The Magnuson-Stevens Fishery Conservation and Management Act is the primary law governing marine fisheries management in U.S. federal waters. First passed in 1976, the MSA fosters long-term biological and economic sustainability of our nation’s marine fisheries. Key objectives of the MSA are to:
- Prevent overfishing.
- Rebuild overfished stocks.
- Increase long-term economic and social benefits.
- Ensure a safe and sustainable supply of seafood.
Under the MSA, U.S. fisheries management is a transparent and public process of science, management, innovation, and collaboration with the fishing industry. As a result, the United States is ending and preventing overfishing, actively rebuilding stocks, and providing fishing opportunities and economic benefits for both commercial and recreational fishermen, as well as fishing communities and shoreside businesses that support fishing and use fish products.
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History of the MSA
Before the MSA, international waters began at just 12 miles from shore and were fished by unregulated foreign fleets. The 1976 law extended U.S. jurisdiction to 200 nautical miles and established eight regional fishery management councils with representation from the coastal states and fishery stakeholders. The councils’ develop fishery management plans that comply with the MSA’s conservation and management requirements, including 10 national standards—principles that promote sustainable fisheries management.
Congress has twice made significant revisions to the MSA, first in 1996 with the passage of the Sustainable Fisheries Act and in 2007 with the MSA Reauthorization Act.
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Sustainable Fisheries Act:
- Strengthened requirements to prevent overfishing and rebuild overfished fisheries.
- Set standards for fishery management plans to specify objective and measureable criteria for determining stock status.
- Added three new national standards to address fishing vessel safety, fishing communities, and bycatch.
- Introduced fish habitat as a key component in fisheries management.
2007 MSA Reauthorization Act:
- Established annual catch limits and accountability measures.
- Promoted market-based management strategies, including limited access privilege programs, such as catch shares.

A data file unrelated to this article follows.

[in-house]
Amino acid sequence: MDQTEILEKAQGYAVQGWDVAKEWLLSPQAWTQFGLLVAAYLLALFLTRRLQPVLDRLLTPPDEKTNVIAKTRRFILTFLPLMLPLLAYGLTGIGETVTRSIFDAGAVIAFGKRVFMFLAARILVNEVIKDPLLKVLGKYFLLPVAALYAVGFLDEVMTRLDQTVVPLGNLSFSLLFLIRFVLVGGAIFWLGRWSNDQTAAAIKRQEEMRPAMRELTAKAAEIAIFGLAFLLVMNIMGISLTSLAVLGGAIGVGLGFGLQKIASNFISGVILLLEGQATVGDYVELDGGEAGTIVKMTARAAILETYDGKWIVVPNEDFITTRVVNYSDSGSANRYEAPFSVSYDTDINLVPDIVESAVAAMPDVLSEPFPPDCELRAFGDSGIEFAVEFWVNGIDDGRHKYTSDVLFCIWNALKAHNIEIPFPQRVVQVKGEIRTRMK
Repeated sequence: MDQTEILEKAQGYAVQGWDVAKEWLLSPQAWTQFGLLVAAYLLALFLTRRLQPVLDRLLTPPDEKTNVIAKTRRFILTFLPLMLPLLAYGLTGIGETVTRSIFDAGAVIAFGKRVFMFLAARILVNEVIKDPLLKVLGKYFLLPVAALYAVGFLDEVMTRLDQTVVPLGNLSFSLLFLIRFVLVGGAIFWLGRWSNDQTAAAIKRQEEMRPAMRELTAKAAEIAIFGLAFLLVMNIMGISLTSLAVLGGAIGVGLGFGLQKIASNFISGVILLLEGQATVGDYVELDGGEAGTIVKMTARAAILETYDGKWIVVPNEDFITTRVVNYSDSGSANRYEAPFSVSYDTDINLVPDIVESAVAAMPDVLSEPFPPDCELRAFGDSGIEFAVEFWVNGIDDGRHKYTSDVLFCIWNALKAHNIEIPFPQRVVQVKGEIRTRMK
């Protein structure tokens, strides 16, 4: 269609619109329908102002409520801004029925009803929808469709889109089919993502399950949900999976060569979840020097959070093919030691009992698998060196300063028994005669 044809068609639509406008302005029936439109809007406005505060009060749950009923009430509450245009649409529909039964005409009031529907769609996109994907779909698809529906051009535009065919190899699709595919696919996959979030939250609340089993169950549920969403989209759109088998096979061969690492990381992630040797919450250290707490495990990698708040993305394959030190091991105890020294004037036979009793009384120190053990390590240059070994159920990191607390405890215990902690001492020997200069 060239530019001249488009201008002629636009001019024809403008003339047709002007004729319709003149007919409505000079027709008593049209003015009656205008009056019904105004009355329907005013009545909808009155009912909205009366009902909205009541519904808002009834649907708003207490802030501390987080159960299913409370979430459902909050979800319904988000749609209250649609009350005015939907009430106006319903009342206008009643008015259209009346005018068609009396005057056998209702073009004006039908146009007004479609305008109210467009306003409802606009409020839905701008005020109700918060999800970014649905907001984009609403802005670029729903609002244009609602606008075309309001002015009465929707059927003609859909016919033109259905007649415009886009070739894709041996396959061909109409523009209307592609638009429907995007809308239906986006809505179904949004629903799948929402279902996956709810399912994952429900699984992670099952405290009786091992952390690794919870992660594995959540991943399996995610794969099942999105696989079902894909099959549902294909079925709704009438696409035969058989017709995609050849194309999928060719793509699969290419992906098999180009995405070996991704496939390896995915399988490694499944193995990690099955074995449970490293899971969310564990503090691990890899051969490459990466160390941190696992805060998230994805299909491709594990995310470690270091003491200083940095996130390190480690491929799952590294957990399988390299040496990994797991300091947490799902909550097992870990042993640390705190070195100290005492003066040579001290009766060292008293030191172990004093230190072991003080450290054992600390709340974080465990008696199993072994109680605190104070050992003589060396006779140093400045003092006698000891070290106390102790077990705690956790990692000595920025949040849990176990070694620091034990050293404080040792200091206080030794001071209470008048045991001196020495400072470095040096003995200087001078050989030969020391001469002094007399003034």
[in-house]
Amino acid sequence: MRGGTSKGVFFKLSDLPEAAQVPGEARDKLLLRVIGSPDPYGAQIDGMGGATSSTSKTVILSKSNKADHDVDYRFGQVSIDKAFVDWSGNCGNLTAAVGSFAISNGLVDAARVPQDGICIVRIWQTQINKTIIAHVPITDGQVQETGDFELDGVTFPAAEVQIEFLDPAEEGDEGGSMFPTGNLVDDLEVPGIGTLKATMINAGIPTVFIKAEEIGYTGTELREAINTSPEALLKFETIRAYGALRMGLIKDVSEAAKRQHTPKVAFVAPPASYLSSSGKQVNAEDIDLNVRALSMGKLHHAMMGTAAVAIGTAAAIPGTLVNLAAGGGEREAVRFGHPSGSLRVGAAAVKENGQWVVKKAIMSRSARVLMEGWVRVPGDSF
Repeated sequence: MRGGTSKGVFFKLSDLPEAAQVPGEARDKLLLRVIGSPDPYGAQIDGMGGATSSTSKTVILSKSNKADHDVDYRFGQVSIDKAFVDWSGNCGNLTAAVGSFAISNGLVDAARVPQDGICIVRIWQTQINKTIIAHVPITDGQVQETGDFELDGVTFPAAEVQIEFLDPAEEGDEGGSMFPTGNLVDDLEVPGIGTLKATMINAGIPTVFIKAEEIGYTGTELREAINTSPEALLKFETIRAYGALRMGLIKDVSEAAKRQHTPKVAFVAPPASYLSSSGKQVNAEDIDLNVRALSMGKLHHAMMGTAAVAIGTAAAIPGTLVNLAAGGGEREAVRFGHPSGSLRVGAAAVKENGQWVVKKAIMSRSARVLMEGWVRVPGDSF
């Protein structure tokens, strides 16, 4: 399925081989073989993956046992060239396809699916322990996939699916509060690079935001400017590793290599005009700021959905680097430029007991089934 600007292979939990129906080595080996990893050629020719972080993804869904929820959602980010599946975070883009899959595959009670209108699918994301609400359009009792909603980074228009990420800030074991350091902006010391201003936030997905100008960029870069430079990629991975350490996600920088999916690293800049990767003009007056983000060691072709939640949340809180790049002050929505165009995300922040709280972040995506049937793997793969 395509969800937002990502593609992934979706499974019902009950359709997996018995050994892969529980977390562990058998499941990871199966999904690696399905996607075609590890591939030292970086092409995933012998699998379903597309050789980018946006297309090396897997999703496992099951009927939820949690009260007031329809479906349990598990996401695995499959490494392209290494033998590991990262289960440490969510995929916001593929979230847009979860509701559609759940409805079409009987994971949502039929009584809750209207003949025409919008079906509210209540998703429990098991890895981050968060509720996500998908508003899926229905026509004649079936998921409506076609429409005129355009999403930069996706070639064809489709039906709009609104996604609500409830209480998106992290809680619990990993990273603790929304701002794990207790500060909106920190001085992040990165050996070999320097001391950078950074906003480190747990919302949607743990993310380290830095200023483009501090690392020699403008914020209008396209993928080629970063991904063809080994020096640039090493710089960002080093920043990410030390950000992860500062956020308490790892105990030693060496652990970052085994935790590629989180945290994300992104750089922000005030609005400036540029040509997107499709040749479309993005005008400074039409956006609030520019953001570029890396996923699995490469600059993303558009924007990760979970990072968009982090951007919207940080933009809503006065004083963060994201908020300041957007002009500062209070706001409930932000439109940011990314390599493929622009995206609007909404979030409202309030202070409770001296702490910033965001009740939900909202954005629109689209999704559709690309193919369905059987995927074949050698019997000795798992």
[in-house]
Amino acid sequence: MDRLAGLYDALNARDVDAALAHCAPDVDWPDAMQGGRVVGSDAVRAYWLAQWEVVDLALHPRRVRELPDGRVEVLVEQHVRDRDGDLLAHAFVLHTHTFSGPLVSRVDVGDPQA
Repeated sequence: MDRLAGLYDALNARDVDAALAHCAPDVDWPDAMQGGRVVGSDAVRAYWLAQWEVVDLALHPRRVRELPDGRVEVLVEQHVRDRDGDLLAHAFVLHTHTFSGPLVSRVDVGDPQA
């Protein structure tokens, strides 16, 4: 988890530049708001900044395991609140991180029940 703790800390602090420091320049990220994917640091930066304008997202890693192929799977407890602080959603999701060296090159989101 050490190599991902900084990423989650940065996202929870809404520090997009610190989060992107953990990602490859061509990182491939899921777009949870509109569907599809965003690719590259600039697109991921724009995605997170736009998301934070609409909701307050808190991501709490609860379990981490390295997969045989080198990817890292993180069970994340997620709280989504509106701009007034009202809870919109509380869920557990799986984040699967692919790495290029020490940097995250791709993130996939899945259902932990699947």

- Strengthened the role of science through peer review, the scientific and statistical committees, and the Marine Recreational Information Program.
- Enhanced international cooperation by addressing illegal, unregulated, and unreported fishing and bycatch.
Under the MSA, we are ending overfishing and rebuilding stocks, which strengthens the value of fisheries to the economy, communities, and marine ecosystems.
International Provisions of the Magnuson-Stevens Reauthorization Act:
The Magnuson‐Stevens Fishery Conservation and Management Reauthorization Act of 2006, which amended the High Seas Driftnet Fishing Moratorium Protection Act, directs the United States to strengthen international fisheries management organizations and to address illegal, unreported, and unregulated fishing and bycatch of protected living marine resources. The Moratorium Protection Act was further amended in 2011 by the Shark Conservation Act to improve the conservation of sharks domestically and internationally.
The Moratorium Protection Act requires NOAA Fisheries to produce a biennial Report to Congress that lists nations the United States has identified for IUU fishing and/or bycatch of protected species and shark catches on the high seas for nations that do not have regulatory measures comparable to the United States.
Once a nation is identified, we enter a two-year consultation process to encourage that nation to take necessary measures to address the issue for which it was identified. Following these consultations, NOAA Fisheries determines whether to negatively or positively certify the identified nation in the next Report to Congress. A positive certification is issued if the nation has provided evidence of actions that address the activities for which it was identified. A negative certification may result in denial of U.S. port access for fishing vessels of that nation, and potential import restrictions on fish or fish products.